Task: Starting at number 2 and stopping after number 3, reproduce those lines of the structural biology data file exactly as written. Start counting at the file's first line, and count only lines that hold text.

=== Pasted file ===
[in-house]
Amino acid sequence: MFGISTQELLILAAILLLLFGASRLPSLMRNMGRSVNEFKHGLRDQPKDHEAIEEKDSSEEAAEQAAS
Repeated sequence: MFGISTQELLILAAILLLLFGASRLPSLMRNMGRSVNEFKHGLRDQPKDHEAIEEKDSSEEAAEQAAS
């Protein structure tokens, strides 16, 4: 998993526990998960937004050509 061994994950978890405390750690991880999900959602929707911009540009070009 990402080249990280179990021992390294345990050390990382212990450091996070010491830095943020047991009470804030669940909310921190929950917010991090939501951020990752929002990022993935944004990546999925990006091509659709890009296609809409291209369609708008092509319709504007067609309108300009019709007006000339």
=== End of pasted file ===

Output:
Amino acid sequence: MFGISTQELLILAAILLLLFGASRLPSLMRNMGRSVNEFKHGLRDQPKDHEAIEEKDSSEEAAEQAAS
Repeated sequence: MFGISTQELLILAAILLLLFGASRLPSLMRNMGRSVNEFKHGLRDQPKDHEAIEEKDSSEEAAEQAAS